This book explores the decades-long use of the notion of interculturality in education and other fields, arguing that it is now time to move beyond certain assumptions towards a richer and more realistic understanding of the `intercultural'.
Ever feel like you are pedalling in the choucroute? Been caught with your beard in the mailbox again? Or maybe you just wish everyone would stop ironing your head? This book brings the weird, wonderful and surprising nuanced beauty of language to life with over fifty watercolour and ink illustrations.
'Gemel' is an old English word meaning 'twin' - Mark Forsyth's Gemel Edition brings together a Sunday Times Number One bestseller and its BBC Radio 4's Book of the Week sequel in a beautiful, stylish box set which is ideal as a gift.
Fusing adventure, anthropology, linguistics and psychology, and drawing on Everett's pioneering research with the Amazonian Pirahas, this book argues that language is embedded within - and is inseparable from - its specific culture. It presents the controversial idea that language is not an innate component of the brain.
Presents an insightful analysis of the discourse produced by blogs and wikis. This book looks at how blogs and wikis: allow for easier than ever publication; can claim to challenge institutional hierarchies; provide alternate perspectives on events; exemplify globalization; and, challenge demarcations between the personal and the public.
Tannen's classic investigation into how growing up in different parts of the country, having different ethnic and class backgrounds, even age and personality contribute to different conversational styles. Reissued to coincide with her new book The Argument Culture.
English is the official language spoken in many countries, including Australia, Canada, New Zealand and South Africa. Any study of English should therefore extend beyond Britain and the USA in order to broaden students' horizons and give them an insight into countries
Whether prose or poetry, how does a text come to mean what it does? A functional-semantic approach to text analysis, such as is illustrated in this book, offers a revealing look at the resources of language at work in the creation of meaning, and a unique perspective on the text as object of study.
'Language Assessment' provides teachers with a clear presentation of the essentials for assessing second language learning fairly and effectively. This updated second edition includes new research and information on standardized tests, a new chapter on form-focused assessment, and a concise glossary of terms.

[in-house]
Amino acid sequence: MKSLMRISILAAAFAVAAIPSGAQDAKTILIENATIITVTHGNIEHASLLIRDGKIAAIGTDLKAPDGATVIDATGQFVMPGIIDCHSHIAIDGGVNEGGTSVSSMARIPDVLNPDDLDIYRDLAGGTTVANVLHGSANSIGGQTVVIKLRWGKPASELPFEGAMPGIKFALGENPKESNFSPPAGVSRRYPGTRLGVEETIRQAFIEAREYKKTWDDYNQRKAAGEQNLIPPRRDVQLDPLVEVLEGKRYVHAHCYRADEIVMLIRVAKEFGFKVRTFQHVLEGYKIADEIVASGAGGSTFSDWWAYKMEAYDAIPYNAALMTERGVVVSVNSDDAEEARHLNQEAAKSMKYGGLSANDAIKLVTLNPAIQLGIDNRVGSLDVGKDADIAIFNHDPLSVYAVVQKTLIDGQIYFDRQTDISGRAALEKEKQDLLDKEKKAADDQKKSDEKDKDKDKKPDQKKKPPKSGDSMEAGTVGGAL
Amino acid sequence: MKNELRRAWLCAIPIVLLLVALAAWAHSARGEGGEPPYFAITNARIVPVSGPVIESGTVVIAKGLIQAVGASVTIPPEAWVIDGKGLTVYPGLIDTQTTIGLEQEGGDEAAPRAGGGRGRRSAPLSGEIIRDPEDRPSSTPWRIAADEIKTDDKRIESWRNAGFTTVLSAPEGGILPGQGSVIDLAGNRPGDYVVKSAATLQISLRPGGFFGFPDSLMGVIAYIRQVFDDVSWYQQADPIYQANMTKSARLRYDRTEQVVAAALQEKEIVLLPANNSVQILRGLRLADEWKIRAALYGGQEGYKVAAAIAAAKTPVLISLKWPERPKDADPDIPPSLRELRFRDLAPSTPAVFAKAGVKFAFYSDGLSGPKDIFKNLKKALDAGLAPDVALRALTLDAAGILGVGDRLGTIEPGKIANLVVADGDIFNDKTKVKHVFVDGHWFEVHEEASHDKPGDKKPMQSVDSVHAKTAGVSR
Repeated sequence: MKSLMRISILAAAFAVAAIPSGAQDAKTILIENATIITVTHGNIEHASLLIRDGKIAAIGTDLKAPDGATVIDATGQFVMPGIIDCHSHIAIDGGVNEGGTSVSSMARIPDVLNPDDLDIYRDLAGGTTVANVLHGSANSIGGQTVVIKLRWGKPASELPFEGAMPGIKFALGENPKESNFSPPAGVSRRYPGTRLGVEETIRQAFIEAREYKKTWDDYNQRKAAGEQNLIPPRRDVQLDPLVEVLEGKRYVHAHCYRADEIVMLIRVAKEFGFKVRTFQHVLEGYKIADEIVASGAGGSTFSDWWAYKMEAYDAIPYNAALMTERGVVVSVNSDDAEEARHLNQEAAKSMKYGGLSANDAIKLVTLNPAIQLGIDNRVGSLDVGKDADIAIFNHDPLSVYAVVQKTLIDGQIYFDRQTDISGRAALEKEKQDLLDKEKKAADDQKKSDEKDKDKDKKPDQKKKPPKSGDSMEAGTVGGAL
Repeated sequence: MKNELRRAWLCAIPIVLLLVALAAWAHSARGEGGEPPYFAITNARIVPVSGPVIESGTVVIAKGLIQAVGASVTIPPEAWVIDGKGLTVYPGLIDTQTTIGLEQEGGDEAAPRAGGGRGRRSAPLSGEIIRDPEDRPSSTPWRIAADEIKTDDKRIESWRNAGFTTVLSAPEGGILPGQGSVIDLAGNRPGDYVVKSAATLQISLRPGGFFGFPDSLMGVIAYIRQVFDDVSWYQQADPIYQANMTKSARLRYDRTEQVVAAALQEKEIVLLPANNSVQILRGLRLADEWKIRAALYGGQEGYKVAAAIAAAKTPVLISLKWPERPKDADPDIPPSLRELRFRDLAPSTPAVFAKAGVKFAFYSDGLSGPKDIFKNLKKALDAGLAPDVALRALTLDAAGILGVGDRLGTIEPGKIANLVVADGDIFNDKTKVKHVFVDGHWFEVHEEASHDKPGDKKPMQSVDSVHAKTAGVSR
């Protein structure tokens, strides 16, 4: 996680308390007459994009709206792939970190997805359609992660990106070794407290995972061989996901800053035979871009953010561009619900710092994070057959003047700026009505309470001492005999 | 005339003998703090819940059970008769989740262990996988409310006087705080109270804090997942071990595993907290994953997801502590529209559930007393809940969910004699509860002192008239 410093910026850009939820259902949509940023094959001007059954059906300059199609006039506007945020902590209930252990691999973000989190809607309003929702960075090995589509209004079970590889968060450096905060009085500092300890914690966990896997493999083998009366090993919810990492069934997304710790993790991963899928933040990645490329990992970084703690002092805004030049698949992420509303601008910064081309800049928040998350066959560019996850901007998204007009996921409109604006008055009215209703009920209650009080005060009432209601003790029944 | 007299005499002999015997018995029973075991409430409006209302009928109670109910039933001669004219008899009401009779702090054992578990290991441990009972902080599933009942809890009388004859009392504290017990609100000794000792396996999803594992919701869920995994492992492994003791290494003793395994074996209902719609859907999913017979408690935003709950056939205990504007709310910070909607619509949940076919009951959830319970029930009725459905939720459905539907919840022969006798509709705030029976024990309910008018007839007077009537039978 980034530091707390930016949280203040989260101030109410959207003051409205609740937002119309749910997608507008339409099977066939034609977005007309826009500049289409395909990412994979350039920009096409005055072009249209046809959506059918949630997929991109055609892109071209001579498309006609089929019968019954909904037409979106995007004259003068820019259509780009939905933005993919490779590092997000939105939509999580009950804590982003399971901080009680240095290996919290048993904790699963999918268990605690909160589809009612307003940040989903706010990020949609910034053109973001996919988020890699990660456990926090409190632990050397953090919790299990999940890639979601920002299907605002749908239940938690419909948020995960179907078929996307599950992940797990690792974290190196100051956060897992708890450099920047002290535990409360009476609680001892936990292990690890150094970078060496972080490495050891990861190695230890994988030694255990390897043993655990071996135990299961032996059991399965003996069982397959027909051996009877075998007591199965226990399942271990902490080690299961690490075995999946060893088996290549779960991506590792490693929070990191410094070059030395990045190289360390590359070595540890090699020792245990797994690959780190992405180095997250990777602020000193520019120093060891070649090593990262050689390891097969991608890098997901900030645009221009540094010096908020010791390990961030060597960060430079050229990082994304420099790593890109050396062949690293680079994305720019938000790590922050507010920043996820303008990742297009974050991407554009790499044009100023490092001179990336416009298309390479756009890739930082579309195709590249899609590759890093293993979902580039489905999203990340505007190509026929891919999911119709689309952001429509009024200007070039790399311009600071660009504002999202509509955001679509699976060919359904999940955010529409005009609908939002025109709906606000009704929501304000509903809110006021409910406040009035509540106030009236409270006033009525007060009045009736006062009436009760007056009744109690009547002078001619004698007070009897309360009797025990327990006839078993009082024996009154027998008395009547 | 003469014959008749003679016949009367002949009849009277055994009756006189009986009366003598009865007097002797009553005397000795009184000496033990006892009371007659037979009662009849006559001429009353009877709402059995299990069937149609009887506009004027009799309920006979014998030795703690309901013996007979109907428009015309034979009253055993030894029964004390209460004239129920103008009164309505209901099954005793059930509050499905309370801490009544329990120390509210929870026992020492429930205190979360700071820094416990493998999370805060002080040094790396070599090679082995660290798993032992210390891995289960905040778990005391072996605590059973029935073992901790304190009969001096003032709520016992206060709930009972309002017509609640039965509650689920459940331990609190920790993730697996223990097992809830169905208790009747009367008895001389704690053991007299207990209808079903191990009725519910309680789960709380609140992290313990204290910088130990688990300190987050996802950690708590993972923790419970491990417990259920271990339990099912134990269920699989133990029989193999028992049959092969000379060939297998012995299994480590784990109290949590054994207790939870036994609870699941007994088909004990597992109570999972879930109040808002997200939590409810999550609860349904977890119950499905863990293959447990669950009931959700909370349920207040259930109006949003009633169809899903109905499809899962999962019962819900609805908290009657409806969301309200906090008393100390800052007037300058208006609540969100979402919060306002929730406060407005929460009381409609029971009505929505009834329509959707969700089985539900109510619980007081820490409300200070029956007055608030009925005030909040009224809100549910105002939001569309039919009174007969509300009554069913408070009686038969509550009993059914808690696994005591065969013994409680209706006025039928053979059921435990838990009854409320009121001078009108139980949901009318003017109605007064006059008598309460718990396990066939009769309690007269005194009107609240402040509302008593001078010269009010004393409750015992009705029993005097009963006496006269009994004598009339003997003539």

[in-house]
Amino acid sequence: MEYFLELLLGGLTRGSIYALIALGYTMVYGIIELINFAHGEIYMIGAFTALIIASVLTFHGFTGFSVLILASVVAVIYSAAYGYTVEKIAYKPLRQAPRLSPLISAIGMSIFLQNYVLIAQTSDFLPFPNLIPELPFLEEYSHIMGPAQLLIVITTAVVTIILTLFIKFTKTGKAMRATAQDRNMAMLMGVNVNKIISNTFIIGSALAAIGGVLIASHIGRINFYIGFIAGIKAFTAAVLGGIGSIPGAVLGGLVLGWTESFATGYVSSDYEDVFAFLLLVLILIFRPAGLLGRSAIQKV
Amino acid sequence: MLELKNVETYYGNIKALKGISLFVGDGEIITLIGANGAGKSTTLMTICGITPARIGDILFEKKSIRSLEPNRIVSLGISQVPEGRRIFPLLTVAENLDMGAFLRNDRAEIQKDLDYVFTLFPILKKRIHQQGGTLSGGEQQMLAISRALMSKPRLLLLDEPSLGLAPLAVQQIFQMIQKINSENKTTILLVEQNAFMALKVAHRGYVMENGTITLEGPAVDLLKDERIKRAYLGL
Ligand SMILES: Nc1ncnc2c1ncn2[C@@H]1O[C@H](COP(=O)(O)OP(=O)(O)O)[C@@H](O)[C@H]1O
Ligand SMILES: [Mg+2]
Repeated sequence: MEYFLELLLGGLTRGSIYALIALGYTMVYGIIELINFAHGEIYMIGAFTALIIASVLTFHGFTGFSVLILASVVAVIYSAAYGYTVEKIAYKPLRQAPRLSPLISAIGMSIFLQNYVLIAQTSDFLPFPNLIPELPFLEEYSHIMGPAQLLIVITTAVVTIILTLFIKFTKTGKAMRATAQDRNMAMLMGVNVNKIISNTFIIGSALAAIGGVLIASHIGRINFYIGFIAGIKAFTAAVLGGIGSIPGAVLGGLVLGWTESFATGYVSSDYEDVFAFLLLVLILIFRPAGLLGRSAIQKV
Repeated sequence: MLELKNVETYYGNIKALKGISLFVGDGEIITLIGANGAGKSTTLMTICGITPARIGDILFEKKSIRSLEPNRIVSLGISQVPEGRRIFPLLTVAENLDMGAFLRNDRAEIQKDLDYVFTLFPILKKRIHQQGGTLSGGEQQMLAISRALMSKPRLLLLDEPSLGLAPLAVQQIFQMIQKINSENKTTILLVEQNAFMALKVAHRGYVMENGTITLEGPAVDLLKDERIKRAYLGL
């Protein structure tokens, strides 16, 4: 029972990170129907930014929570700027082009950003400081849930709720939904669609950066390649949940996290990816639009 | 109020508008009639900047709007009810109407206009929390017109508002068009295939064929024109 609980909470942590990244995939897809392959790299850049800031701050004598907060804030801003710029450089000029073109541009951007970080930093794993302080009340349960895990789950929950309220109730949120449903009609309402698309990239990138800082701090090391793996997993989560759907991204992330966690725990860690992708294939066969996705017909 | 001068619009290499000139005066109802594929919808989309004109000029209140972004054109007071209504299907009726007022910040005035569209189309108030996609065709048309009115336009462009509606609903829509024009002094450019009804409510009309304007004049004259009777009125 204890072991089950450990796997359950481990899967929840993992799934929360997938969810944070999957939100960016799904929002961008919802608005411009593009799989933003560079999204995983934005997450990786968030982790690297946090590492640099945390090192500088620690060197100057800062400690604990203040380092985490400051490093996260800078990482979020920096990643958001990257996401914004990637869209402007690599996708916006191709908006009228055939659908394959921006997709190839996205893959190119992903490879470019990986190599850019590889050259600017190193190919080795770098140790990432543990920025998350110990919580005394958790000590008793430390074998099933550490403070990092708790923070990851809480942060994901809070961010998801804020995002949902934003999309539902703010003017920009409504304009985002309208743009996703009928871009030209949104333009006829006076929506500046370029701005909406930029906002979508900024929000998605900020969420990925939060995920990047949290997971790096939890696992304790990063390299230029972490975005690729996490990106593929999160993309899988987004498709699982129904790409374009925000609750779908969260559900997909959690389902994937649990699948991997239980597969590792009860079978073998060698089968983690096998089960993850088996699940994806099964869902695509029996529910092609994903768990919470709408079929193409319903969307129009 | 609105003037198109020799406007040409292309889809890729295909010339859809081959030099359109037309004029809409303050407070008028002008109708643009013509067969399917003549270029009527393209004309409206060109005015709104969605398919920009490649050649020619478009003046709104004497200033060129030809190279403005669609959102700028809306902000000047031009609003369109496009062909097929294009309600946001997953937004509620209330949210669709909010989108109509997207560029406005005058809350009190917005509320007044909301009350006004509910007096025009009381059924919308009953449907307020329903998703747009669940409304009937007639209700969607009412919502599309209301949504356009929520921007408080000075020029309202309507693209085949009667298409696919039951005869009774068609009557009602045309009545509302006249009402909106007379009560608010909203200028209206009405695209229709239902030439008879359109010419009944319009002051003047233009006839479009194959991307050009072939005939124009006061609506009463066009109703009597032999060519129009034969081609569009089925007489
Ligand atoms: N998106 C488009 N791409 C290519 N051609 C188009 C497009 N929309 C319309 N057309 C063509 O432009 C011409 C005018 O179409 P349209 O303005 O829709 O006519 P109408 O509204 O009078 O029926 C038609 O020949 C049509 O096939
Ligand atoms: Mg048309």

A scourge of illiteracy and a thorn in the side of pretension, the author provides advice about the linguistic blunders that lie in wait for us, from danglers and four-letter words to jargon and even Welsh rarebit.
Translation is one of the most important cross-linguistic and cross-cultural practices. This short introduction focuses on what you need to know about it: the different perspectives on translation and key issues such as equivalence in translation, translation evaluation, and the role of translation in language teaching, globalization, and intercultural communication.
Examines the benefits of interactional feedback, discusses the source of the positive outcomes of recasts and negotiations. Explores the relationship between learners' perceptions and learning. Investigates individual differences such as working memory and gender, and considers both social and cognitive factors in interaction-driven development.
Research into language learner strategies has the fundamental goal of improving the teaching and learning of second languages. This book explores the notion that the reason some learners of second languages excel and others struggle lies in what the learners themselves do-the strategies they bring to language learning and to language use. Name of series: Oxford Applied Linguistics
Does txtng spell the end of literacy? David Crystal looks at the evidence, investigating how txtng began, what it is, why it's used, and how it works. Txtng: The Gr8 Db8 is entertaining and instructive: reassuring for parents, illuminating for teenagers, fascinating for everyone.